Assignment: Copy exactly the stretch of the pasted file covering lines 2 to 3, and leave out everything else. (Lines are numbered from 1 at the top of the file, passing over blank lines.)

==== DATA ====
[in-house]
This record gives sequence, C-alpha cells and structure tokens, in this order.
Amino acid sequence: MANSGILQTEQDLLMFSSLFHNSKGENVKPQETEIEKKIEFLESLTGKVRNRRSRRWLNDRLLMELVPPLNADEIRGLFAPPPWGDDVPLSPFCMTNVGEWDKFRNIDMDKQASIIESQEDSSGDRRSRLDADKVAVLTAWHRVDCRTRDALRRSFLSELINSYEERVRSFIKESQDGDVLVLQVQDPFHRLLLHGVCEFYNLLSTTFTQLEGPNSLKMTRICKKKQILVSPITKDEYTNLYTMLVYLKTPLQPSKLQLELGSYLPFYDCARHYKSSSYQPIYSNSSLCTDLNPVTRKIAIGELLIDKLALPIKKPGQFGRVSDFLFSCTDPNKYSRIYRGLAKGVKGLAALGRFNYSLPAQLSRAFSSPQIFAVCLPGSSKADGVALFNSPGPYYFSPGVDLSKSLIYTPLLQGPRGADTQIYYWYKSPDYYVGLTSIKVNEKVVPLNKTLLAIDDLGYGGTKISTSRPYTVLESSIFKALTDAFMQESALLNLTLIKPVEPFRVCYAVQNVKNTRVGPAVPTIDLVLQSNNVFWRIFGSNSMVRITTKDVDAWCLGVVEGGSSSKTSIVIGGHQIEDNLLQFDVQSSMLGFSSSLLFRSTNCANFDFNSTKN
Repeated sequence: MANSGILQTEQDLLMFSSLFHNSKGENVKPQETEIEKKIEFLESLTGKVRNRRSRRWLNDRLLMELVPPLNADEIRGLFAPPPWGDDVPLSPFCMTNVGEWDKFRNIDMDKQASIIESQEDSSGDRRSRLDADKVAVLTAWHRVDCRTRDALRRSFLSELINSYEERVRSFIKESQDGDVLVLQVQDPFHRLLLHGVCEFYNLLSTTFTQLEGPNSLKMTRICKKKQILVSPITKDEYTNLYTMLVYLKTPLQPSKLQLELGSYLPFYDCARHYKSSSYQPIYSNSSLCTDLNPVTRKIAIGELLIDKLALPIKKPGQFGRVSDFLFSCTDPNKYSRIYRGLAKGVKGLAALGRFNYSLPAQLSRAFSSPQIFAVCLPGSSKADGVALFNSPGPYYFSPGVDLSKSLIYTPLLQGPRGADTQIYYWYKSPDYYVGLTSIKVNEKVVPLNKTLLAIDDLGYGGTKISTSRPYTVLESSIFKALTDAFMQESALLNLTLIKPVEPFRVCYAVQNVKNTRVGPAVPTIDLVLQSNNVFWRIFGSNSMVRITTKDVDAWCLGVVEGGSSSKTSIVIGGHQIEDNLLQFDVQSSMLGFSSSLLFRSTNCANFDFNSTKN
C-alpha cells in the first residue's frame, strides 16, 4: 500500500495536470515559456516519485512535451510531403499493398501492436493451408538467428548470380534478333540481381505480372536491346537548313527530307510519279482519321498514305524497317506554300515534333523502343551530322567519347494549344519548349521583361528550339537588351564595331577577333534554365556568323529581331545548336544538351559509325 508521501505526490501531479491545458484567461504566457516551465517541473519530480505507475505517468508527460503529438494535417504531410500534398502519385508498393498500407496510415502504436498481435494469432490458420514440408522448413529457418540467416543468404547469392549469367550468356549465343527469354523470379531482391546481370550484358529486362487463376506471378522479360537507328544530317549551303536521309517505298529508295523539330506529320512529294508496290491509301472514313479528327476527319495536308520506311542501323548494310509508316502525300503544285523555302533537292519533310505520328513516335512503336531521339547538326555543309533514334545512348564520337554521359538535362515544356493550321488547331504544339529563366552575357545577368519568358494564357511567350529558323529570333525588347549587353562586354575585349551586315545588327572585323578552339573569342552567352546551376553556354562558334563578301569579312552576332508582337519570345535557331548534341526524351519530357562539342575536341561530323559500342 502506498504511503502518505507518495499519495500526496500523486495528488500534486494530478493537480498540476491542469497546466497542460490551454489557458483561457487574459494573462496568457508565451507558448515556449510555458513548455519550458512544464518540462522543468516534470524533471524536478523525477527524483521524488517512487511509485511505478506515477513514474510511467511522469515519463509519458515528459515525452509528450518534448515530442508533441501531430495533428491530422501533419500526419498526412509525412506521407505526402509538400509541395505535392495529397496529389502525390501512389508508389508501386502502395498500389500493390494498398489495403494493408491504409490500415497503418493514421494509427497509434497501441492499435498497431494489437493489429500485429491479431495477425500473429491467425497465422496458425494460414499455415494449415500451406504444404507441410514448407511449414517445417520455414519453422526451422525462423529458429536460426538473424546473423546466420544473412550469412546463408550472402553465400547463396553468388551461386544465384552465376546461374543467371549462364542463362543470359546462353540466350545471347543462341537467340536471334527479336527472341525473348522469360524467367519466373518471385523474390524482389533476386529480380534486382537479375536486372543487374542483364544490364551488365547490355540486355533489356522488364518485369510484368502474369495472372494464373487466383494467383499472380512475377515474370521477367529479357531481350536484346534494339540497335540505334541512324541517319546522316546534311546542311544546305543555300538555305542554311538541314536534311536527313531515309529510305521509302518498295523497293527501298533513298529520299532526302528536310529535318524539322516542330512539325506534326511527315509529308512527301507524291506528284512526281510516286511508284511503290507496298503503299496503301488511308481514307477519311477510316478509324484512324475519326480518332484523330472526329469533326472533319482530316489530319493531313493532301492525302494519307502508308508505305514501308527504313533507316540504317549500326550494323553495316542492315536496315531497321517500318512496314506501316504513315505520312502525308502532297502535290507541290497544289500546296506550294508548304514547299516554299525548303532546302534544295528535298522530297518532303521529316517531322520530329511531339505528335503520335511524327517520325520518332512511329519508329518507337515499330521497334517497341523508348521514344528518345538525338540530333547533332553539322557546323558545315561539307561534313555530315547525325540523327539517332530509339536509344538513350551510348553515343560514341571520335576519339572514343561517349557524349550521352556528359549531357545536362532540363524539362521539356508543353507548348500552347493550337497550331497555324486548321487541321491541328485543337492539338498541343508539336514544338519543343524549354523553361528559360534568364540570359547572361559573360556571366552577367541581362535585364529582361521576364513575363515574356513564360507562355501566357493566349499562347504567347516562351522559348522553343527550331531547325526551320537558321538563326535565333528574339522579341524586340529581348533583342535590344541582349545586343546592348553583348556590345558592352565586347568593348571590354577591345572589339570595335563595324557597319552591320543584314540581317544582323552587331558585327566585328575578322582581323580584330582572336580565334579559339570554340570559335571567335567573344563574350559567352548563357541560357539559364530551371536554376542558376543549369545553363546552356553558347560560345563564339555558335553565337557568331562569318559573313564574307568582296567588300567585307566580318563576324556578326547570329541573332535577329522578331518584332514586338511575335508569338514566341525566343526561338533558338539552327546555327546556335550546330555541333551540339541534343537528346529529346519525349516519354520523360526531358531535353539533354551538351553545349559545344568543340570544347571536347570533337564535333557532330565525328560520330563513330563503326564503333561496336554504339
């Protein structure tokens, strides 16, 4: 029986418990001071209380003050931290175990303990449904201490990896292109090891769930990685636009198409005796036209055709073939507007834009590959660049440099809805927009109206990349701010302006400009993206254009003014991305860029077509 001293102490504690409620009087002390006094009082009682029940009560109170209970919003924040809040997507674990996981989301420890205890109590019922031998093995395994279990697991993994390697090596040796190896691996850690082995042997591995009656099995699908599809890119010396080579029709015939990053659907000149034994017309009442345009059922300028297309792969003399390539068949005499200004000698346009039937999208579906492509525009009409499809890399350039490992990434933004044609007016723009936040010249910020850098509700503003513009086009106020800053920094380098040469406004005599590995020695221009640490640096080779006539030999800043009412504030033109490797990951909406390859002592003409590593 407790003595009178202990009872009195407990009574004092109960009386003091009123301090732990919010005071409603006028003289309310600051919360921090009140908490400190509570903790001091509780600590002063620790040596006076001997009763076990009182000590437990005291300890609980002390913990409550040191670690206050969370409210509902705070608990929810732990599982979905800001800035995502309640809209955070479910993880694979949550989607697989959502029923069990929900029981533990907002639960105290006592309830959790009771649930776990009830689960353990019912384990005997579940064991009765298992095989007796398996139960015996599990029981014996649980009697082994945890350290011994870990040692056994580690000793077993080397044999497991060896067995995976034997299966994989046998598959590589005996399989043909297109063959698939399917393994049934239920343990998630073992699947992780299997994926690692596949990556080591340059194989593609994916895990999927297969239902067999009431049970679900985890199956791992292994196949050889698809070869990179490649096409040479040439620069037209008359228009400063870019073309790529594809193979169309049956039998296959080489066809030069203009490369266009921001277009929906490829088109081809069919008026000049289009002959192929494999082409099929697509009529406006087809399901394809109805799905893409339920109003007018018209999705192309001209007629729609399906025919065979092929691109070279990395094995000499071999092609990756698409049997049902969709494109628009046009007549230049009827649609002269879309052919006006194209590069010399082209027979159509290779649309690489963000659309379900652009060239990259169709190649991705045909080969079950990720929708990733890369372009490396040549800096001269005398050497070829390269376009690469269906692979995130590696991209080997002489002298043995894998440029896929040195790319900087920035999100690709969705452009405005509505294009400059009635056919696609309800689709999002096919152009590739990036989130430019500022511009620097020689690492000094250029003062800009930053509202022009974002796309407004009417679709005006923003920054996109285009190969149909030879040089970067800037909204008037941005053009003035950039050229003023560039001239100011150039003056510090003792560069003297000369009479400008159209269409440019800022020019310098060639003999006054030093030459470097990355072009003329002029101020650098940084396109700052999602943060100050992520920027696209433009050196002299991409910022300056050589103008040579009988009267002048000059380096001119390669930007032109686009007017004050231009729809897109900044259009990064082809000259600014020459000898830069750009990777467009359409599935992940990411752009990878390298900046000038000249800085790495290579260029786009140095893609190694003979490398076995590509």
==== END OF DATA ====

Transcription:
This record gives sequence, C-alpha cells and structure tokens, in this order.
Amino acid sequence: MANSGILQTEQDLLMFSSLFHNSKGENVKPQETEIEKKIEFLESLTGKVRNRRSRRWLNDRLLMELVPPLNADEIRGLFAPPPWGDDVPLSPFCMTNVGEWDKFRNIDMDKQASIIESQEDSSGDRRSRLDADKVAVLTAWHRVDCRTRDALRRSFLSELINSYEERVRSFIKESQDGDVLVLQVQDPFHRLLLHGVCEFYNLLSTTFTQLEGPNSLKMTRICKKKQILVSPITKDEYTNLYTMLVYLKTPLQPSKLQLELGSYLPFYDCARHYKSSSYQPIYSNSSLCTDLNPVTRKIAIGELLIDKLALPIKKPGQFGRVSDFLFSCTDPNKYSRIYRGLAKGVKGLAALGRFNYSLPAQLSRAFSSPQIFAVCLPGSSKADGVALFNSPGPYYFSPGVDLSKSLIYTPLLQGPRGADTQIYYWYKSPDYYVGLTSIKVNEKVVPLNKTLLAIDDLGYGGTKISTSRPYTVLESSIFKALTDAFMQESALLNLTLIKPVEPFRVCYAVQNVKNTRVGPAVPTIDLVLQSNNVFWRIFGSNSMVRITTKDVDAWCLGVVEGGSSSKTSIVIGGHQIEDNLLQFDVQSSMLGFSSSLLFRSTNCANFDFNSTKN